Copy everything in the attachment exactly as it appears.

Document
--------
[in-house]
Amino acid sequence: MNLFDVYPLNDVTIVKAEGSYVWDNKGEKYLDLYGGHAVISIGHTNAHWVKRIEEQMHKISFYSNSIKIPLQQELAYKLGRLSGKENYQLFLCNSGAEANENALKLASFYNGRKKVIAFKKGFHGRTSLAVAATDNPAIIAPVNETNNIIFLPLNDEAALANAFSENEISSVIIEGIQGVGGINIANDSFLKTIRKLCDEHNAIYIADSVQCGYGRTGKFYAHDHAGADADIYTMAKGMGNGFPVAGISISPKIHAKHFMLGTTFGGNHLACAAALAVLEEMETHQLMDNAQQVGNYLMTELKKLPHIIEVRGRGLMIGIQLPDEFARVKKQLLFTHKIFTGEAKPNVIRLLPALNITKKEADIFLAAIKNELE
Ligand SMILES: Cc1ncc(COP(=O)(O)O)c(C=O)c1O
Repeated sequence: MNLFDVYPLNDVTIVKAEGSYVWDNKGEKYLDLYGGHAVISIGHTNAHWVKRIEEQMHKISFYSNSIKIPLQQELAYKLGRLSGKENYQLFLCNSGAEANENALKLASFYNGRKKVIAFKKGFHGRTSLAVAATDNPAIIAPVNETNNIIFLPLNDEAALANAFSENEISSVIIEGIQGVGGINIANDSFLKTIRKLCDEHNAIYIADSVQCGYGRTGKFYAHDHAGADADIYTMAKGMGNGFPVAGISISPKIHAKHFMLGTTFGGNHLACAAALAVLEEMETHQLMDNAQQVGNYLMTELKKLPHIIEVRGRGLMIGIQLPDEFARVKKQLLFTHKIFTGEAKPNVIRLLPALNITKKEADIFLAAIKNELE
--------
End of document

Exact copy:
[in-house]
Amino acid sequence: MNLFDVYPLNDVTIVKAEGSYVWDNKGEKYLDLYGGHAVISIGHTNAHWVKRIEEQMHKISFYSNSIKIPLQQELAYKLGRLSGKENYQLFLCNSGAEANENALKLASFYNGRKKVIAFKKGFHGRTSLAVAATDNPAIIAPVNETNNIIFLPLNDEAALANAFSENEISSVIIEGIQGVGGINIANDSFLKTIRKLCDEHNAIYIADSVQCGYGRTGKFYAHDHAGADADIYTMAKGMGNGFPVAGISISPKIHAKHFMLGTTFGGNHLACAAALAVLEEMETHQLMDNAQQVGNYLMTELKKLPHIIEVRGRGLMIGIQLPDEFARVKKQLLFTHKIFTGEAKPNVIRLLPALNITKKEADIFLAAIKNELE
Ligand SMILES: Cc1ncc(COP(=O)(O)O)c(C=O)c1O
Repeated sequence: MNLFDVYPLNDVTIVKAEGSYVWDNKGEKYLDLYGGHAVISIGHTNAHWVKRIEEQMHKISFYSNSIKIPLQQELAYKLGRLSGKENYQLFLCNSGAEANENALKLASFYNGRKKVIAFKKGFHGRTSLAVAATDNPAIIAPVNETNNIIFLPLNDEAALANAFSENEISSVIIEGIQGVGGINIANDSFLKTIRKLCDEHNAIYIADSVQCGYGRTGKFYAHDHAGADADIYTMAKGMGNGFPVAGISISPKIHAKHFMLGTTFGGNHLACAAALAVLEEMETHQLMDNAQQVGNYLMTELKKLPHIIEVRGRGLMIGIQLPDEFARVKKQLLFTHKIFTGEAKPNVIRLLPALNITKKEADIFLAAIKNELE